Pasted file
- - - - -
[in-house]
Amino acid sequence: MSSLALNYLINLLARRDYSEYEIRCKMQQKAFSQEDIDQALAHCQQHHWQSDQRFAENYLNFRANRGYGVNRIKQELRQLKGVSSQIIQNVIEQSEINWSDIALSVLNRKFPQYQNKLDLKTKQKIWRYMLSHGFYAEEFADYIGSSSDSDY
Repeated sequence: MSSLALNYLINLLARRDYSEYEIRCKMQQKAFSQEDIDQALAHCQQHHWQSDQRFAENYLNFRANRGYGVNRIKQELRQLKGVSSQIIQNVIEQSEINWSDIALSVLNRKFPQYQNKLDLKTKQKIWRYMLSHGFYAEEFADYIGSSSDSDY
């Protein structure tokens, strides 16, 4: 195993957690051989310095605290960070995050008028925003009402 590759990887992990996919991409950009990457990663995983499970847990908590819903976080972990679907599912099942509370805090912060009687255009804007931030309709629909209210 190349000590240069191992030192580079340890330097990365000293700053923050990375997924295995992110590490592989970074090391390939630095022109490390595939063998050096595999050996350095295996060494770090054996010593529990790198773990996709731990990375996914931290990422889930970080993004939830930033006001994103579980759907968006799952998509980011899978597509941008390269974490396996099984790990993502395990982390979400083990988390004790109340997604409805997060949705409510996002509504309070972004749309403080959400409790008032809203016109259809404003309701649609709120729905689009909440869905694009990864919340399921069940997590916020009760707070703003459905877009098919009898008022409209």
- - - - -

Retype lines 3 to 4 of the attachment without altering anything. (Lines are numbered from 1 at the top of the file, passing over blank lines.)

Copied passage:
Repeated sequence: MSSLALNYLINLLARRDYSEYEIRCKMQQKAFSQEDIDQALAHCQQHHWQSDQRFAENYLNFRANRGYGVNRIKQELRQLKGVSSQIIQNVIEQSEINWSDIALSVLNRKFPQYQNKLDLKTKQKIWRYMLSHGFYAEEFADYIGSSSDSDY
């Protein structure tokens, strides 16, 4: 195993957690051989310095605290960070995050008028925003009402 590759990887992990996919991409950009990457990663995983499970847990908590819903976080972990679907599912099942509370805090912060009687255009804007931030309709629909209210 190349000590240069191992030192580079340890330097990365000293700053923050990375997924295995992110590490592989970074090391390939630095022109490390595939063998050096595999050996350095295996060494770090054996010593529990790198773990996709731990990375996914931290990422889930970080993004939830930033006001994103579980759907968006799952998509980011899978597509941008390269974490396996099984790990993502395990982390979400083990988390004790109340997604409805997060949705409510996002509504309070972004749309403080959400409790008032809203016109259809404003309701649609709120729905689009909440869905694009990864919340399921069940997590916020009760707070703003459905877009098919009898008022409209």